Late Wisconsinan aggradation and incision history of the upper Mississippi River, USA

Henry M. Loope, Joseph A. Mason, James C. Knox, Ronald J. Goble, Paul R. Hanson, Aaron R. Young, B. Brandon Curry

Research output: Chapter in Book/Report/Conference proceedingConference contribution

Abstract

The Upper Mississippi River valley served as a pathway for Laurentide Ice Sheet meltwater from the Des Moines, Superior, Green Bay and Lake Michigan lobes during isotope stage 2. The record of meltwater flow down the Mississippi River integrates complex relationships between ice margin fluctuation, glacial lake drainage, meltwater production and sediment supply. Terraces preserved in the Mississippi Valley in Wisconsin, Minnesota, Iowa and Illinois provide an opportunity to understand the fluvial response to glacial and periglacial conditions. However, the chronologic constraint of terrace formation is limited, especially in Minnesota and Wisconsin because of a general lack of organic material found in glaciofluvial deposits due in part to periglacial conditions and tundra vegetation during isotope stage 2. Optical dating provides an opportunity to improve the chronology and here we use 57 optical ages (15 sites) from fluvial and eolian sediments to constrain terrace formation along a ca. 600 km stretch of the Upper Mississippi River from Bay City, Wisconsin to Lomax, Illinois. Ages for the highest terrace (Savanna Terrace) in Wisconsin and Minnesota range from ca. 26 to 22 ka, indicating a major period of aggradation. These age estimates agree with optical and radiocarbon ages from terraces immediately adjacent to the Des Moines and Superior lobes south of St. Paul, Minnesota. After this period of aggradation, optical ages indicate no net aggradation or incision until ca. 18 ka, when over 30 m of incision occurred over a 1-2 kiloyear span (ca. 18-16 ka). This period represents the time interval for the formation of the cut terrace(s) of the Bagley terrace complex. However, discordance between optical ages and radiocarbon ages from wood and gastropods from fluvial sediments and interbedded colluvium from the Driftless Area in Wisconsin and Minnesota make chronologic conclusions cautionary. Optical age overestimation due to partial bleaching of fluvial sediment is a major concern for this study, especially sites proximal to the maximum margin of the Laurentide Ice Sheet. Single-grain optical dating may be needed to fully resolve the chronologic disparity.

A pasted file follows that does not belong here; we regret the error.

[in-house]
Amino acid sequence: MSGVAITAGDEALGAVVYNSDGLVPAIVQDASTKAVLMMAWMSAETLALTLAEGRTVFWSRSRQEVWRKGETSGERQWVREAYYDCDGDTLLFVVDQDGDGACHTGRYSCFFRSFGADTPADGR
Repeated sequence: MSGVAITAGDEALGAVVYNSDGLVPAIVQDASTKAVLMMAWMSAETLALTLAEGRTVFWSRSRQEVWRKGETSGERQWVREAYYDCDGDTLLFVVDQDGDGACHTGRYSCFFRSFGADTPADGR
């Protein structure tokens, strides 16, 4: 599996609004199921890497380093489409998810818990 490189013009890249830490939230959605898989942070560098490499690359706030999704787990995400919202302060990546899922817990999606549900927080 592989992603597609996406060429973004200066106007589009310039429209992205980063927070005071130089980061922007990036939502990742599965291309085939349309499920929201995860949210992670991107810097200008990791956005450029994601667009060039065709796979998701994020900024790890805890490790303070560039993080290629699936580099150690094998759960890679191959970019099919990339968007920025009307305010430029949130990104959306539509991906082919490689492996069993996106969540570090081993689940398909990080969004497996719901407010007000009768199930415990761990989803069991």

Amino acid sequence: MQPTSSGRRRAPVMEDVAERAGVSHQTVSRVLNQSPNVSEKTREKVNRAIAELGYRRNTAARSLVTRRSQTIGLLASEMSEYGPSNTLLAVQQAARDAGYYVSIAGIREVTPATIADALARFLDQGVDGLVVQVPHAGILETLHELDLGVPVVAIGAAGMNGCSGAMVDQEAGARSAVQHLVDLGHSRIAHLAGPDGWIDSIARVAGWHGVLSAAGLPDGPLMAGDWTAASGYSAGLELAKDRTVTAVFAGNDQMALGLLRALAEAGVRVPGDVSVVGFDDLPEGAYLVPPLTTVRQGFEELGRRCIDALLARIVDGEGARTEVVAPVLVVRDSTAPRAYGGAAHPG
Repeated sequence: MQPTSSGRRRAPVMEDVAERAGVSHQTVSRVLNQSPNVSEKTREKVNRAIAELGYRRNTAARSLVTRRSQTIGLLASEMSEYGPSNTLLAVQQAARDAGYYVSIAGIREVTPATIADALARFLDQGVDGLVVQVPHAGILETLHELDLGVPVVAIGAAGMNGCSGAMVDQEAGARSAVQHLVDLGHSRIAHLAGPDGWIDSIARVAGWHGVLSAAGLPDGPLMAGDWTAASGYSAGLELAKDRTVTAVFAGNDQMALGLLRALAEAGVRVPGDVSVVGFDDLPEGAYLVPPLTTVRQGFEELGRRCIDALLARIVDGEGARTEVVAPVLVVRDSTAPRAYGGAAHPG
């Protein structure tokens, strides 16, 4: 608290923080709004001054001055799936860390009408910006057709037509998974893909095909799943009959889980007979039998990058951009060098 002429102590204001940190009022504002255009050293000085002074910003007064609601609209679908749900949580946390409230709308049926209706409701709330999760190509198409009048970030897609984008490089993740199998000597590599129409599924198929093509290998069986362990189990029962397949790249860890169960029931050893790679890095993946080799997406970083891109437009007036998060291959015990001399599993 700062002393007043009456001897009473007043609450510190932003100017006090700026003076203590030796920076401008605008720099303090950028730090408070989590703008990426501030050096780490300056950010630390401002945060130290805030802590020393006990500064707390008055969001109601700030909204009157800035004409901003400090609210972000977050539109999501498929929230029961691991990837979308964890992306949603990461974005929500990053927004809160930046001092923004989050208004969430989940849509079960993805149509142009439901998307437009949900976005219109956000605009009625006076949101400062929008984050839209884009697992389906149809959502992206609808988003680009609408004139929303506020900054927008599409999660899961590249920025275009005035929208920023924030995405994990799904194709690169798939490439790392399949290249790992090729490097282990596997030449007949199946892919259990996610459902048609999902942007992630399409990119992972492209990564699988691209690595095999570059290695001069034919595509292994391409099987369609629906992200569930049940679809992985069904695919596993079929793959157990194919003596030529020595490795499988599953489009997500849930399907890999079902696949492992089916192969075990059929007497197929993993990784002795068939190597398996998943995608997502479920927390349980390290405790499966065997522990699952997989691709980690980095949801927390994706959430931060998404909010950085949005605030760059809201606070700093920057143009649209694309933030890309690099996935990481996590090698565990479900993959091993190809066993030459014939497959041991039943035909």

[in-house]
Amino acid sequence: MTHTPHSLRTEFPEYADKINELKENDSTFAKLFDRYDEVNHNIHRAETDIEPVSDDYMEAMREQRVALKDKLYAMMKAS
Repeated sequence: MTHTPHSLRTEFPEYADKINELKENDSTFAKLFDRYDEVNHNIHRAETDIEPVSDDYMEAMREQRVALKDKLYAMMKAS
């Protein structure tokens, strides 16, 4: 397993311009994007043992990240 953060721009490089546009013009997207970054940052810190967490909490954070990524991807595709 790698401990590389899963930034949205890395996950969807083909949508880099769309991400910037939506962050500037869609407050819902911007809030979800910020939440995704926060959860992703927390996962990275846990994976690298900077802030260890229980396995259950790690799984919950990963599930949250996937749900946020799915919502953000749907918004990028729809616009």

Original languageEnglish (US)
Title of host publicationAbstracts with Programs - Geological Society of America
Place of PublicationBoulder, CO
PublisherGeological Society of America
Pages455
Volume44
ISBN (Print)0016-7592
StatePublished - 2012

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